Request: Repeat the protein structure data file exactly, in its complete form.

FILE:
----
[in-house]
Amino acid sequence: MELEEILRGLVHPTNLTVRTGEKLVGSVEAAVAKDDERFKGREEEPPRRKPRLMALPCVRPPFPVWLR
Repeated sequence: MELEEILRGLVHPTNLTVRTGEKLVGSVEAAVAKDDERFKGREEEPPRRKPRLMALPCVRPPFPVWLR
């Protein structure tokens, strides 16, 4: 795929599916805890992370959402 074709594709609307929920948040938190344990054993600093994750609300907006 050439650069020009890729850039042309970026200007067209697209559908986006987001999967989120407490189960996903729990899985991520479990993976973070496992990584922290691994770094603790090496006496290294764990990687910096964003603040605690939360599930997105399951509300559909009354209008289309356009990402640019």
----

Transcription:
[in-house]
Amino acid sequence: MELEEILRGLVHPTNLTVRTGEKLVGSVEAAVAKDDERFKGREEEPPRRKPRLMALPCVRPPFPVWLR
Repeated sequence: MELEEILRGLVHPTNLTVRTGEKLVGSVEAAVAKDDERFKGREEEPPRRKPRLMALPCVRPPFPVWLR
């Protein structure tokens, strides 16, 4: 795929599916805890992370959402 074709594709609307929920948040938190344990054993600093994750609300907006 050439650069020009890729850039042309970026200007067209697209559908986006987001999967989120407490189960996903729990899985991520479990993976973070496992990584922290691994770094603790090496006496290294764990990687910096964003603040605690939360599930997105399951509300559909009354209008289309356009990402640019």